Don’t Leave Rosé Wine out in the Cold this Autumn

4 Min Read
Don’t Leave Rosé Wine out in the Cold this Autumn

We can feel the chill in the evening air and that means the colourful season of autumn is around the corner. But that doesn’t mean you have to ditch rosé wine, your favourite summer drink.


Pink wine suffered a poor reputation for some time. It was once seen as the drink of the 'party set' enjoying the long summer days of sunshine along far-flung coasts. It was also pitched as a drink for women.

Its light pink hue mirrored in the light, uncomplicated dance it performs on the taste buds contributed to it as being seen as a lightweight drink and not a serious contender for the dinner table or for ‘serious’ events.

And yet, here we are in 2020, with the likes of Jeremy Clarkson happy to order a glass of rosé in the pub for himself, a fete that would have been unheard of less than a decade ago. If a man enjoyed the pink wine, it was in secret.

In 2013, sales of rosé wine in the UK started to climb, with producers and retailers enjoying a 10% increase in sales. In 2019, UK households spent over half a million pounds on rosé wine.

The minimum alcohol pricing which is law in some countries has seen a slight decrease in wine sales but rosé is bucking the trend by holding steady in the affections of the UK wine drinker.

The reason for this upsurge in popularity is not easily attributed. Jeremy Clarkson didn’t make it popular but his take on things probably helped – drink what makes you happy he is reported to have said. And if a glass of the pink stuff does just that, then why not?

But what about the seasonality of pink wine? There is no denying that when the mercury rises in the summer, rosé wine offers a simple but successful choice whether that’s a summer lunch drink or for an evening BBQ in the garden.

This doesn’t mean that the refreshingly crisp wine with more than a few hints of summer berries, however, is not for the autumnal or chillier winter months. Served slightly chilled, pink wine makes a great accompaniment to lighter winter dishes and can still holds it own as a standalone drink on an autumn evening.

Aside from all of that, why should we confine drinking one type of drink at a certain time of the year? Can you imagine if we were told that whisky was only for the winter months or red wine could only be consumed between December and February? We would revolt! So why pigeon-hole rosé wine in the same way?

Which rosé wine gets our seal of approval?

#1 Whispering Angel

We describe this as ‘the palest of pale pinks’ a description that is certainly fitting and it has a few notable accolades under its screw top too.

Packed full of herby notes and flavours, it is no wonder that Whispering Angel is (possibly) the world’s most popular rosé and sold in over 100 countries. Critics love it too and now that rosé is always in style, as well as Whispering Angel, you could opt for one of her five sisters in your wine fridge too.

In 2007, when this pink wine came to market, it sold 800 cases. Fast-forward 10 years, and the number exceeded 300,000.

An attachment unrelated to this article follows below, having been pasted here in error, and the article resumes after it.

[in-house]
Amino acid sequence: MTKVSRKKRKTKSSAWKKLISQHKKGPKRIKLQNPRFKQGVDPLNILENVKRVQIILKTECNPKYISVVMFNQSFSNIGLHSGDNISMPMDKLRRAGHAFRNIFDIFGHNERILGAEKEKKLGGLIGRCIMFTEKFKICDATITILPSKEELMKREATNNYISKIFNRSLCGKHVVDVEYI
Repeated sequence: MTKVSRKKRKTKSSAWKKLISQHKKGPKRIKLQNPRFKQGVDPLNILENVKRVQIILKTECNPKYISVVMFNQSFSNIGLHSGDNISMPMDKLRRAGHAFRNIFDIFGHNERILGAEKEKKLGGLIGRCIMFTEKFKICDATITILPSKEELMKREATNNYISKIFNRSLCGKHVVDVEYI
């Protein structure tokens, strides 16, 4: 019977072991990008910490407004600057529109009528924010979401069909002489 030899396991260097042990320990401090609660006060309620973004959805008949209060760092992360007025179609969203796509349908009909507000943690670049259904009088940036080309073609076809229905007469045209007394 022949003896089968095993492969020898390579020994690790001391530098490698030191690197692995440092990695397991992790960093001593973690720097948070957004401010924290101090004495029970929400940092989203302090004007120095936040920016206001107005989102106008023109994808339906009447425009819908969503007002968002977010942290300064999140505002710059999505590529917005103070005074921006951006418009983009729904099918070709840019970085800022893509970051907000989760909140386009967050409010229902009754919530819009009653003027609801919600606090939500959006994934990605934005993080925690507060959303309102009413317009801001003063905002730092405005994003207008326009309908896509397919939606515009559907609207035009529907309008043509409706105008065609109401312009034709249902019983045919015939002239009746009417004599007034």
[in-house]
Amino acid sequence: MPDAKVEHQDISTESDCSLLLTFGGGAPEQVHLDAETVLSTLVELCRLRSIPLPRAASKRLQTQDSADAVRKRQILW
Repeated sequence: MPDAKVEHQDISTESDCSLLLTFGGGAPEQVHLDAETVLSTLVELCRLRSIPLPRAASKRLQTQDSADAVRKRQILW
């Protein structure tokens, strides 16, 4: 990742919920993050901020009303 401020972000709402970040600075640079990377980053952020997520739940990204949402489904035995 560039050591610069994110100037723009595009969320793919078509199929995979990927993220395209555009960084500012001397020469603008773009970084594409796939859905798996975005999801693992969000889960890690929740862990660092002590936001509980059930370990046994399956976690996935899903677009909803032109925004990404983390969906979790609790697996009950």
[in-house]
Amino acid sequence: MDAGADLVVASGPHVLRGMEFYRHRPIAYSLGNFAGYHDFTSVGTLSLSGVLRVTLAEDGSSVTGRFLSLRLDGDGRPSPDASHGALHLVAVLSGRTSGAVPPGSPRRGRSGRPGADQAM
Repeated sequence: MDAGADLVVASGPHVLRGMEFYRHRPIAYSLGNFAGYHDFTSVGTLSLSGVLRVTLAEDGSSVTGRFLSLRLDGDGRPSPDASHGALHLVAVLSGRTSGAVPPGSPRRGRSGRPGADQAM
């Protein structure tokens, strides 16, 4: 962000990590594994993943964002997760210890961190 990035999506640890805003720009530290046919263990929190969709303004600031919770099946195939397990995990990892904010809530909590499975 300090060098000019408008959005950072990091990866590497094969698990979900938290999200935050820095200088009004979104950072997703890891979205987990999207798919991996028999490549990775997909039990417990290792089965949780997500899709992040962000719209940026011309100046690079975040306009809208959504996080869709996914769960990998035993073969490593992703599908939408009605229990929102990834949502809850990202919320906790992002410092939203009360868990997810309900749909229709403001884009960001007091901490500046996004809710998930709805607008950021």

A more-than-pleasant pink wine at a more-than-pleasant price point.

#2 Porcupine Ridge

Leaving behind the vineyards of France we take flight to the Cape to discover Porcupine Ridge. It’s a juice pink win with a strawberry flavour that fits perfect with the warmer weather of summer.

South African rose wine

But that doesn’t mean it won’t make the grade in winter. You know in the long, grey days of winter when we start to hanker after a little warmth but spring is still so far away, reaching for this lively little number could transport you across time to when the warm sun will shine again.

If you have a get-together at Christmas (social distancing rules dependent!), this smashing bottle of pink wine would certainly be a popular choice.

#3 Esprit de Buganay

Heading back to southern France, we now bring you the very pale pink wine that is Espirit de Buganay.

Not everyone has fallen in love with rosé, we understand. It could be the overly fruity taste on the nose that some find off-putting or maybe they can’t get past the idea that a pale pink wine is too lightweight, too flimsy and too simple.

For example, think of the deep flavours of a lamb roast and you won’t necessarily assume to match it with a pink wine. Reach for the red!, you may champion but if you reach for this bottle instead, you’ll be greeted with a textured, full flavour, a far cry from the paleness of its colour.

It has everything for the palate – a heady flush of red berry fruits but a hint of subtle spices on the breeze, the perfect foil for the deep flavours of roasted red meats. Equally at home with white meats and fish dishes too, you’ll be welcoming pleasant Mediterranean notes into your winter dinner parties.

#4 Castello Monaci Kreos Rosé

There’s hardly anything that the Italians don’t do well when it comes to wine and so it would be remiss to leave this off the list. Whereas all the other rosé’s thus far have had a pale pink hue, this is a ruby-red pink wine that hits all the right notes.

Italian rose wine

Berries and summer mingle happily with floral aromas which, in our book, makes it the perfect accompaniment for lighter meals during the chillier months of autumn and winter. Sitting perfectly well with pasta dishes, it is a delight alongside delicate flavours of fish and shellfish, as well as chicken and other lighter meat and vegetarian dishes.

A wine for all seasons and all dishes

Our tastes do change with the seasons but that doesn’t mean that you have to drastically alter or exclude your favourite tipple, unless you want to of course. A pleasant rosé is a delight whether the sun it at its hottest or there is a chill in the air. Better still, pink wine goes well with so many dishes that it’s no wonder more and more of us are turning to the blush wine.